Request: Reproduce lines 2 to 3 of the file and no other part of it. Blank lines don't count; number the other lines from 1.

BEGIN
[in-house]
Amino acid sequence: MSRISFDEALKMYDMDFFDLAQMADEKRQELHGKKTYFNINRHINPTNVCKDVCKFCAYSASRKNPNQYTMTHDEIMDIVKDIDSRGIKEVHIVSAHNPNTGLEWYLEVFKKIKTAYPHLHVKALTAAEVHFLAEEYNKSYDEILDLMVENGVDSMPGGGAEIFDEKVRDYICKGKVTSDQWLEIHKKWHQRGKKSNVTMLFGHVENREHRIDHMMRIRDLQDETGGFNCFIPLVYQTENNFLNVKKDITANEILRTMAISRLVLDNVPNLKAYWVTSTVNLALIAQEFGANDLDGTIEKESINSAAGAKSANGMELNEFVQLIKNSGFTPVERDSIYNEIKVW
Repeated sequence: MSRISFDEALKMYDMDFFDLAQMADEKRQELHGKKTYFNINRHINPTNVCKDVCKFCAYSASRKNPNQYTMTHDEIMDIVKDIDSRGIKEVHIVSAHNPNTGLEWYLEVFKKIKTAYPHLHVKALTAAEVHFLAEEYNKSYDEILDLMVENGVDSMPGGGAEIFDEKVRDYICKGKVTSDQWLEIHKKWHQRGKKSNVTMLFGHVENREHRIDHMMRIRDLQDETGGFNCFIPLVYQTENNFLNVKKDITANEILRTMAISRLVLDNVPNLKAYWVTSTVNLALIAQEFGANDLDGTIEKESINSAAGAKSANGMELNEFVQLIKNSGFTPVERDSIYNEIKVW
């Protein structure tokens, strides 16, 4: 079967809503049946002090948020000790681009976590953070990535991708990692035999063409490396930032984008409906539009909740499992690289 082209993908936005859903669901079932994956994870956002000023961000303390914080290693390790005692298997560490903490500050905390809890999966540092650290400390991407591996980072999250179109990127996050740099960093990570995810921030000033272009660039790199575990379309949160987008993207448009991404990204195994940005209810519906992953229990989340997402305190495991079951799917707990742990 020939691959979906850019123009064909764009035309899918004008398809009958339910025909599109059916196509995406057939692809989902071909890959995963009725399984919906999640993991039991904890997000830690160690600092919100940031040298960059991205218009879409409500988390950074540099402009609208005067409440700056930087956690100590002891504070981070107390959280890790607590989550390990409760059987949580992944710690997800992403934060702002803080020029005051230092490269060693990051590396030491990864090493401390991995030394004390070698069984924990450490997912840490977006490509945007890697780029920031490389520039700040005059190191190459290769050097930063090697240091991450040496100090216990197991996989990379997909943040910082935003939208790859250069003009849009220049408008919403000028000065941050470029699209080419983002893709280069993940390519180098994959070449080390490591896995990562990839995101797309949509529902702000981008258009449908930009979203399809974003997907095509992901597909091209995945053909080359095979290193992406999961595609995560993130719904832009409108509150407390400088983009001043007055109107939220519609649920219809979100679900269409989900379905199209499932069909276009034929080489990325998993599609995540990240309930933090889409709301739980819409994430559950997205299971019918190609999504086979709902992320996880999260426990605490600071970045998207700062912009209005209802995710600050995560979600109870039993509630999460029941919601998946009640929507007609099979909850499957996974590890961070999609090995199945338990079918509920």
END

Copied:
Amino acid sequence: MSRISFDEALKMYDMDFFDLAQMADEKRQELHGKKTYFNINRHINPTNVCKDVCKFCAYSASRKNPNQYTMTHDEIMDIVKDIDSRGIKEVHIVSAHNPNTGLEWYLEVFKKIKTAYPHLHVKALTAAEVHFLAEEYNKSYDEILDLMVENGVDSMPGGGAEIFDEKVRDYICKGKVTSDQWLEIHKKWHQRGKKSNVTMLFGHVENREHRIDHMMRIRDLQDETGGFNCFIPLVYQTENNFLNVKKDITANEILRTMAISRLVLDNVPNLKAYWVTSTVNLALIAQEFGANDLDGTIEKESINSAAGAKSANGMELNEFVQLIKNSGFTPVERDSIYNEIKVW
Repeated sequence: MSRISFDEALKMYDMDFFDLAQMADEKRQELHGKKTYFNINRHINPTNVCKDVCKFCAYSASRKNPNQYTMTHDEIMDIVKDIDSRGIKEVHIVSAHNPNTGLEWYLEVFKKIKTAYPHLHVKALTAAEVHFLAEEYNKSYDEILDLMVENGVDSMPGGGAEIFDEKVRDYICKGKVTSDQWLEIHKKWHQRGKKSNVTMLFGHVENREHRIDHMMRIRDLQDETGGFNCFIPLVYQTENNFLNVKKDITANEILRTMAISRLVLDNVPNLKAYWVTSTVNLALIAQEFGANDLDGTIEKESINSAAGAKSANGMELNEFVQLIKNSGFTPVERDSIYNEIKVW